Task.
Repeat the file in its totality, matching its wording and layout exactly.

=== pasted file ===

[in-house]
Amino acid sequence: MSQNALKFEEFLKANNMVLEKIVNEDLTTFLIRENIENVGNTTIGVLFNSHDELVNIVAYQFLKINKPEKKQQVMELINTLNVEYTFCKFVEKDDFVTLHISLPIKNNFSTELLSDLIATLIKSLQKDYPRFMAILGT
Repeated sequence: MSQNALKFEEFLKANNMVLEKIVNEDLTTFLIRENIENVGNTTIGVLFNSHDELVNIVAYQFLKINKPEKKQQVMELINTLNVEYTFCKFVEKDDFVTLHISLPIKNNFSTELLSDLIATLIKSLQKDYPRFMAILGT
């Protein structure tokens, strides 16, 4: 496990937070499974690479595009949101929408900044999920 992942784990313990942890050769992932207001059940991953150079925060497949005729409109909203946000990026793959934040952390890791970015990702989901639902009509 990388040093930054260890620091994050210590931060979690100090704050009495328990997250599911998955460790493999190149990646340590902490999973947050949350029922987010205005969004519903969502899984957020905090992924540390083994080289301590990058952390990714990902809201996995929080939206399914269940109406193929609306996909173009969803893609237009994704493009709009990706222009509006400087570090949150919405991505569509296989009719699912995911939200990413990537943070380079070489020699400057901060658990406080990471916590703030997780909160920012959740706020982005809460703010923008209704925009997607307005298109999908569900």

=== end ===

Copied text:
[in-house]
Amino acid sequence: MSQNALKFEEFLKANNMVLEKIVNEDLTTFLIRENIENVGNTTIGVLFNSHDELVNIVAYQFLKINKPEKKQQVMELINTLNVEYTFCKFVEKDDFVTLHISLPIKNNFSTELLSDLIATLIKSLQKDYPRFMAILGT
Repeated sequence: MSQNALKFEEFLKANNMVLEKIVNEDLTTFLIRENIENVGNTTIGVLFNSHDELVNIVAYQFLKINKPEKKQQVMELINTLNVEYTFCKFVEKDDFVTLHISLPIKNNFSTELLSDLIATLIKSLQKDYPRFMAILGT
């Protein structure tokens, strides 16, 4: 496990937070499974690479595009949101929408900044999920 992942784990313990942890050769992932207001059940991953150079925060497949005729409109909203946000990026793959934040952390890791970015990702989901639902009509 990388040093930054260890620091994050210590931060979690100090704050009495328990997250599911998955460790493999190149990646340590902490999973947050949350029922987010205005969004519903969502899984957020905090992924540390083994080289301590990058952390990714990902809201996995929080939206399914269940109406193929609306996909173009969803893609237009994704493009709009990706222009509006400087570090949150919405991505569509296989009719699912995911939200990413990537943070380079070489020699400057901060658990406080990471916590703030997780909160920012959740706020982005809460703010923008209704925009997607307005298109999908569900």